About 1916 Standing Liberty Quarters Full Head
The 1916 Standing Liberty quarter is not only a first-year type, but it's also one of the scarcest regular-issue quarters since the year 1900. With a production run of only 52,000 pieces, the 1916 Standing Liberty is the second-lowest mintage quarter of the 20th century, ahead of only the rare 1913-S Barber quarter, with a mintage of 40,000. Of course, mintage figures alone don?t tell the whole story behind the rarity and value of the 1916 Standing Liberty quarter. Professional Coin Grading Service estimates there are just 10,000 surviving 1916 Standing Liberty quarters across all grades, and among these only 500 exist in grades of MS60 or better.
Why were the numbers for these coins so low? They were struck at the Philadelphia Mint during the last two weeks of 1916, the year when the last of the Barber quarters were being produced by the millions. The first 1916 Standing Liberty quarters were released shortly later in January 1917, with many folks in the public taking offense at the appearance of Miss Liberty's exposed right breast on the obverse of the coin. The design, by Hermon A. MacNeil, was modified partway through 1917, with the addition of a chain mail over Miss Liberty's chest. There were also some changes made to the reverse in the arrangement of the stars surrounding the flying eagle motif. These changes are well recognized by numismatists and resulted in the creation two distinct subtypes for the Standing Liberty series. Type I, in production from 1916 to early 1917, shows Miss Liberty's exposed breast; Type II, in production from 1917 on through the end of the series in 1930, depicts Miss Liberty adorned in the chain mail, along with three stars under the eagle on the reverse.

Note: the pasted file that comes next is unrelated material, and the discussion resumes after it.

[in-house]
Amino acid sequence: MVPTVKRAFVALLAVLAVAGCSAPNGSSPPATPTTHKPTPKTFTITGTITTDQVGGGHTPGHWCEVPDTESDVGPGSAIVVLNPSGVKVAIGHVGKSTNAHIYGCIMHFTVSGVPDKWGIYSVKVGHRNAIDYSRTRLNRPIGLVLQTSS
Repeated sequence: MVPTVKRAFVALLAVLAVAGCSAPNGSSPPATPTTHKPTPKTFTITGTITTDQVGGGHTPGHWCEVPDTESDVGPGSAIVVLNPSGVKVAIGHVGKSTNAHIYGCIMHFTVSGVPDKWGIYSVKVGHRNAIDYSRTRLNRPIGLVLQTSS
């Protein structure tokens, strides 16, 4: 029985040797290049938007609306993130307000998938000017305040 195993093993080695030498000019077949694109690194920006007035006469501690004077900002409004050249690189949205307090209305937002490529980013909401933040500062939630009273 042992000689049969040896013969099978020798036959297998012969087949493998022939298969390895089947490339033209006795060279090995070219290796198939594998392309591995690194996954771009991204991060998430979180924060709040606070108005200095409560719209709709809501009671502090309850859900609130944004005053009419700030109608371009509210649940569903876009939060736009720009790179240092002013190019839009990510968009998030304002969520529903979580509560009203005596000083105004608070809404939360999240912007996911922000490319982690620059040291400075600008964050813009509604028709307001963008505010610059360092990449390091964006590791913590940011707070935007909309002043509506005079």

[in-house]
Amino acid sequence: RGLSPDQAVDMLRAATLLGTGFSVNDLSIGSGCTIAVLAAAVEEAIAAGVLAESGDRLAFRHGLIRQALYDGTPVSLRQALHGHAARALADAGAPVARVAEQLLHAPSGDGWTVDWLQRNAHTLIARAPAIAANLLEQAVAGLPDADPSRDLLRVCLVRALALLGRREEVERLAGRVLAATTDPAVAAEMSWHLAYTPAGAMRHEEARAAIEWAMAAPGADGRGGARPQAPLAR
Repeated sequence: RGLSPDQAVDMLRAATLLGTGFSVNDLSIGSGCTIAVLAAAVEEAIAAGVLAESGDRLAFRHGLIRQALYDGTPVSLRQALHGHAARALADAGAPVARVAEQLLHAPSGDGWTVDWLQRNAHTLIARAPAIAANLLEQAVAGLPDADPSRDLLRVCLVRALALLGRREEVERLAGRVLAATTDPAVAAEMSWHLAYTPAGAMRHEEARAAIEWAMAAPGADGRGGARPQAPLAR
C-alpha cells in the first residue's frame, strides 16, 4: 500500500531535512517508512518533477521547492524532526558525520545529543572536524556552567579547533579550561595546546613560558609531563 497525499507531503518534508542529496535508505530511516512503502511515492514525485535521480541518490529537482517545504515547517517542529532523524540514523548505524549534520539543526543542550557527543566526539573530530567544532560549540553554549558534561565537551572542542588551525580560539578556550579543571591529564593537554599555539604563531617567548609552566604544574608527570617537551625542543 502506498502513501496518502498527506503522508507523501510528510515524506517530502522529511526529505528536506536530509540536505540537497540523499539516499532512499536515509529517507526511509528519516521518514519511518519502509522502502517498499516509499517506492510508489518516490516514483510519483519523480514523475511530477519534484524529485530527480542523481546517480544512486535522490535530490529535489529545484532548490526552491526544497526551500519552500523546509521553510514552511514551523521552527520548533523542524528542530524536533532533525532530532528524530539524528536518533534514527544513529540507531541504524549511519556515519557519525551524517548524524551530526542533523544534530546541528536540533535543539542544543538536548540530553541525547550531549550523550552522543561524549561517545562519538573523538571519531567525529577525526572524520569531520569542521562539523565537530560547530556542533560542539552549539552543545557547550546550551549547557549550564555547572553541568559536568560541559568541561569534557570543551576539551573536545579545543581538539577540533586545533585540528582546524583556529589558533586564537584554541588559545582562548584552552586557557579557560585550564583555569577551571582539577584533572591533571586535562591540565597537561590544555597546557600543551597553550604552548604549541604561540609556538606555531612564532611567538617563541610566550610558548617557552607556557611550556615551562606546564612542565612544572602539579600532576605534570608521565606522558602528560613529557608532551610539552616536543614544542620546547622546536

1916 Standing Liberty quarters are scarce in all grades, with even well-worn examples trading well above $1,000. Mint State examples are also scarce, but not necessarily rare as many examples were saved of this first-year Philadelphia Mint issue. Many 1916 Standing Liberty quarters exhibit soft strikes, but Full Heads are not necessarily rare among the surviving uncirculated specimens and can be encountered with some frequency among Gem specimens.
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